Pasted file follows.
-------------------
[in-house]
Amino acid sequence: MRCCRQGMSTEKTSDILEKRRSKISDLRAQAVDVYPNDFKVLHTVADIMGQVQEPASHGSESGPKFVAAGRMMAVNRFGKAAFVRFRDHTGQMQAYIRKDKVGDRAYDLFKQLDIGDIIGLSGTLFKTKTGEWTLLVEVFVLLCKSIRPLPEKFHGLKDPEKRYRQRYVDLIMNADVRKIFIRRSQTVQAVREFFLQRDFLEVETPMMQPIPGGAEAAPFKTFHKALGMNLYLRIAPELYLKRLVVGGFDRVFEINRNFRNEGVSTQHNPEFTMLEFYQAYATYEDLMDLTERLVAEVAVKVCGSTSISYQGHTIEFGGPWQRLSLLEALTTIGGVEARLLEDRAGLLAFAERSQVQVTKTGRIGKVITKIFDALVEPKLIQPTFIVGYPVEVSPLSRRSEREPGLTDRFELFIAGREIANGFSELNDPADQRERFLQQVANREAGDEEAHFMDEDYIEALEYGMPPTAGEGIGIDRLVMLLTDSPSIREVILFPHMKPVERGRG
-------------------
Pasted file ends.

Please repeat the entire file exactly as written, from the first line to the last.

[in-house]
Amino acid sequence: MRCCRQGMSTEKTSDILEKRRSKISDLRAQAVDVYPNDFKVLHTVADIMGQVQEPASHGSESGPKFVAAGRMMAVNRFGKAAFVRFRDHTGQMQAYIRKDKVGDRAYDLFKQLDIGDIIGLSGTLFKTKTGEWTLLVEVFVLLCKSIRPLPEKFHGLKDPEKRYRQRYVDLIMNADVRKIFIRRSQTVQAVREFFLQRDFLEVETPMMQPIPGGAEAAPFKTFHKALGMNLYLRIAPELYLKRLVVGGFDRVFEINRNFRNEGVSTQHNPEFTMLEFYQAYATYEDLMDLTERLVAEVAVKVCGSTSISYQGHTIEFGGPWQRLSLLEALTTIGGVEARLLEDRAGLLAFAERSQVQVTKTGRIGKVITKIFDALVEPKLIQPTFIVGYPVEVSPLSRRSEREPGLTDRFELFIAGREIANGFSELNDPADQRERFLQQVANREAGDEEAHFMDEDYIEALEYGMPPTAGEGIGIDRLVMLLTDSPSIREVILFPHMKPVERGRG